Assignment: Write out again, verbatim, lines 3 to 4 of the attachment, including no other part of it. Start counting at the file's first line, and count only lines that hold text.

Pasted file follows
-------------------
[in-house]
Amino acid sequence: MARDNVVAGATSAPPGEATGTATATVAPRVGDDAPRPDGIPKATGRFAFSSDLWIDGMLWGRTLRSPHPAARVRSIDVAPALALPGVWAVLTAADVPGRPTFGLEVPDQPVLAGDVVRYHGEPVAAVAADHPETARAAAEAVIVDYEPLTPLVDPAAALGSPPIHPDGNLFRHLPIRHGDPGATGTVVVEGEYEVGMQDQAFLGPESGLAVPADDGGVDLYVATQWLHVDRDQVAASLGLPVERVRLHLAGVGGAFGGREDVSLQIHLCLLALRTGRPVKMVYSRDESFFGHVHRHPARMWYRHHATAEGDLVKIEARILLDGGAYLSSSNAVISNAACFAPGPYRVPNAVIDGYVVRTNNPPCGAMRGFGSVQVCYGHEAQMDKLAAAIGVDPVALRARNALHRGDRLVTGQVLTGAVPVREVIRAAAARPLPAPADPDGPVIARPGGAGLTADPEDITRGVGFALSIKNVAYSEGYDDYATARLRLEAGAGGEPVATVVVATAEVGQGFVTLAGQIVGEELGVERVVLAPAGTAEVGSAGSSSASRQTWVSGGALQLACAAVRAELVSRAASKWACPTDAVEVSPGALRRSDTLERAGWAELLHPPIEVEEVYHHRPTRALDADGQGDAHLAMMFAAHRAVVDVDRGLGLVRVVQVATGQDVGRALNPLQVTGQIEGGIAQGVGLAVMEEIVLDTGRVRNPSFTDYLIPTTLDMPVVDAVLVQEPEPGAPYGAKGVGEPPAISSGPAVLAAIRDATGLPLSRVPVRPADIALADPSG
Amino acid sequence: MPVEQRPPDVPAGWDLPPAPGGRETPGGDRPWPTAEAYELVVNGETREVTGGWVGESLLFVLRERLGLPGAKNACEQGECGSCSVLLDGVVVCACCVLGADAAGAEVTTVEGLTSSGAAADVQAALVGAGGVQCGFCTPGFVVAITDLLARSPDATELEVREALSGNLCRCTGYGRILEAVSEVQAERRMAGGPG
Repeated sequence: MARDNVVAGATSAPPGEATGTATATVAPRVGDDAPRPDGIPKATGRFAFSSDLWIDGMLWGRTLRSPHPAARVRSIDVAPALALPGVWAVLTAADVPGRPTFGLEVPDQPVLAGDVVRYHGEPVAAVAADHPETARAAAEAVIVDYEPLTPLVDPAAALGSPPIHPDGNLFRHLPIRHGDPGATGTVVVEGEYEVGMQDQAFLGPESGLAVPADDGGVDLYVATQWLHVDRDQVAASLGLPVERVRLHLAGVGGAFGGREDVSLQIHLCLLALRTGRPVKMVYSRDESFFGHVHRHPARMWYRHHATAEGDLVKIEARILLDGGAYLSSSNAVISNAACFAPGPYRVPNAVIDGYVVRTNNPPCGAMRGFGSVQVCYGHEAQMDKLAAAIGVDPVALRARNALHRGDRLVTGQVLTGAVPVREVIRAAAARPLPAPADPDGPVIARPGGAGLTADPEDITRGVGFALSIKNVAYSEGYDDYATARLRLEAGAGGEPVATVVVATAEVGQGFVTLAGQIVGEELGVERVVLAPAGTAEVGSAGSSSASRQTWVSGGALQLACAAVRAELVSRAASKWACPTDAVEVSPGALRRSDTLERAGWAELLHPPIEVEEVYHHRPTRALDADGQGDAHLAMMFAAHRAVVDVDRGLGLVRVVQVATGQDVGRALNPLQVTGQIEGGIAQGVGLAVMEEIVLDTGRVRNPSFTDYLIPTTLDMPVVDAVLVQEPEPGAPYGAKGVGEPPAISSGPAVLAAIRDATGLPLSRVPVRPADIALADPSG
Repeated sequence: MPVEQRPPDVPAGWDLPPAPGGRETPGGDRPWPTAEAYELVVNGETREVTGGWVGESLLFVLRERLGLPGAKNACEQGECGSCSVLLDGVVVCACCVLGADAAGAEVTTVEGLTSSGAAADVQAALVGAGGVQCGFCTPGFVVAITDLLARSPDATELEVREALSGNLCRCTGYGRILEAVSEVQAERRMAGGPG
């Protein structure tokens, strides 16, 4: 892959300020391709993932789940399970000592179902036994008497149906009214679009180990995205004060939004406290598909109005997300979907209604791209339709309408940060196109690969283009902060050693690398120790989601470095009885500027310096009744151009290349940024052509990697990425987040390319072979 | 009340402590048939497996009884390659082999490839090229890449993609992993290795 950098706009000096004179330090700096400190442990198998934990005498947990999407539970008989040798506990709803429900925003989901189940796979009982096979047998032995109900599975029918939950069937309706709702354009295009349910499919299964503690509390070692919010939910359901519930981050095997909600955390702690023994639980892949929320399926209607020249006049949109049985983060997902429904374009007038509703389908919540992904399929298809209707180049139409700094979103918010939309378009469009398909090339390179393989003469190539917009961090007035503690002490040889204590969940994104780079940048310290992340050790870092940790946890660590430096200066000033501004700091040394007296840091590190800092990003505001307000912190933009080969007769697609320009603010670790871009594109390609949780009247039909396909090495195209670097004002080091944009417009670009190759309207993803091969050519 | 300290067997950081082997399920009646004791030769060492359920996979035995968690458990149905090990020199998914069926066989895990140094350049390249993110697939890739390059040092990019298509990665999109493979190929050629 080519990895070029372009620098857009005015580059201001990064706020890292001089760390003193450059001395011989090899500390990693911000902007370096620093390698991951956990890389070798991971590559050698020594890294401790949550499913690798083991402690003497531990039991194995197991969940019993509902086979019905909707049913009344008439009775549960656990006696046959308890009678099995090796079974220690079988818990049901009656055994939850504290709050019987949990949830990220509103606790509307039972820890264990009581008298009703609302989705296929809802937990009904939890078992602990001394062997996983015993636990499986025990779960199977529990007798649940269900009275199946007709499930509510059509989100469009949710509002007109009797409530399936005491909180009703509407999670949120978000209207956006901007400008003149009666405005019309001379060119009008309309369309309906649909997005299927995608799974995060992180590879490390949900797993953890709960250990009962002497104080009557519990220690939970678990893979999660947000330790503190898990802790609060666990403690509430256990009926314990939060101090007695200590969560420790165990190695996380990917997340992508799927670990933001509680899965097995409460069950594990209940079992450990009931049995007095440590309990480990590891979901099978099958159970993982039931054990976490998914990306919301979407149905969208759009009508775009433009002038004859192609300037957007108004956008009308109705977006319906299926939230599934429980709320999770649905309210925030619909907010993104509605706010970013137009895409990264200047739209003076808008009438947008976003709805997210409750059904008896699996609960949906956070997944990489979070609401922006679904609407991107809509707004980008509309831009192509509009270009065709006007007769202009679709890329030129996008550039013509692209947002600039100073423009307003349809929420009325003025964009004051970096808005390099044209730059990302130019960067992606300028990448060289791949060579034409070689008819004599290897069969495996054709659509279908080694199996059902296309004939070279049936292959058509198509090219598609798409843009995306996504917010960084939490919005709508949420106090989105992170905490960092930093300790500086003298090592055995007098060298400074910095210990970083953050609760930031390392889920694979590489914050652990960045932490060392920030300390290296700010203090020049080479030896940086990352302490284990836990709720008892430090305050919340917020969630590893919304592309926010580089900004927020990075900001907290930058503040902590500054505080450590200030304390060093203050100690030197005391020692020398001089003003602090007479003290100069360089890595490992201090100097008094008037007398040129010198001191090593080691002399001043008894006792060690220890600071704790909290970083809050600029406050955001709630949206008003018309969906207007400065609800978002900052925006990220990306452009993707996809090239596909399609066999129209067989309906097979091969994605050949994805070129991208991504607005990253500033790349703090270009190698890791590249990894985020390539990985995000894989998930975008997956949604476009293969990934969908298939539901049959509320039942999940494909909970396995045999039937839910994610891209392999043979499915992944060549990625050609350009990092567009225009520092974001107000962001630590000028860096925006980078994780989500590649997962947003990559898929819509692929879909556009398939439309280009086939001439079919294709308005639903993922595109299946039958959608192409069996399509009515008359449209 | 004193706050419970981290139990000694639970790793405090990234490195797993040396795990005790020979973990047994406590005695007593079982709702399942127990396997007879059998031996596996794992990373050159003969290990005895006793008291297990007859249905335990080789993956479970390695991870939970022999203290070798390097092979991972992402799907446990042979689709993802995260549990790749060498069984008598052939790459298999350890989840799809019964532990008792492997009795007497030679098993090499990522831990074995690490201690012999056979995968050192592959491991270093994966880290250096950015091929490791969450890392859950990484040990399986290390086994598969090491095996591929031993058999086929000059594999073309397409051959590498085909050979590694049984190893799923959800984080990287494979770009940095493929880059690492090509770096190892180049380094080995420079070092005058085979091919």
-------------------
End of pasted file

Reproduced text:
Amino acid sequence: MPVEQRPPDVPAGWDLPPAPGGRETPGGDRPWPTAEAYELVVNGETREVTGGWVGESLLFVLRERLGLPGAKNACEQGECGSCSVLLDGVVVCACCVLGADAAGAEVTTVEGLTSSGAAADVQAALVGAGGVQCGFCTPGFVVAITDLLARSPDATELEVREALSGNLCRCTGYGRILEAVSEVQAERRMAGGPG
Repeated sequence: MARDNVVAGATSAPPGEATGTATATVAPRVGDDAPRPDGIPKATGRFAFSSDLWIDGMLWGRTLRSPHPAARVRSIDVAPALALPGVWAVLTAADVPGRPTFGLEVPDQPVLAGDVVRYHGEPVAAVAADHPETARAAAEAVIVDYEPLTPLVDPAAALGSPPIHPDGNLFRHLPIRHGDPGATGTVVVEGEYEVGMQDQAFLGPESGLAVPADDGGVDLYVATQWLHVDRDQVAASLGLPVERVRLHLAGVGGAFGGREDVSLQIHLCLLALRTGRPVKMVYSRDESFFGHVHRHPARMWYRHHATAEGDLVKIEARILLDGGAYLSSSNAVISNAACFAPGPYRVPNAVIDGYVVRTNNPPCGAMRGFGSVQVCYGHEAQMDKLAAAIGVDPVALRARNALHRGDRLVTGQVLTGAVPVREVIRAAAARPLPAPADPDGPVIARPGGAGLTADPEDITRGVGFALSIKNVAYSEGYDDYATARLRLEAGAGGEPVATVVVATAEVGQGFVTLAGQIVGEELGVERVVLAPAGTAEVGSAGSSSASRQTWVSGGALQLACAAVRAELVSRAASKWACPTDAVEVSPGALRRSDTLERAGWAELLHPPIEVEEVYHHRPTRALDADGQGDAHLAMMFAAHRAVVDVDRGLGLVRVVQVATGQDVGRALNPLQVTGQIEGGIAQGVGLAVMEEIVLDTGRVRNPSFTDYLIPTTLDMPVVDAVLVQEPEPGAPYGAKGVGEPPAISSGPAVLAAIRDATGLPLSRVPVRPADIALADPSG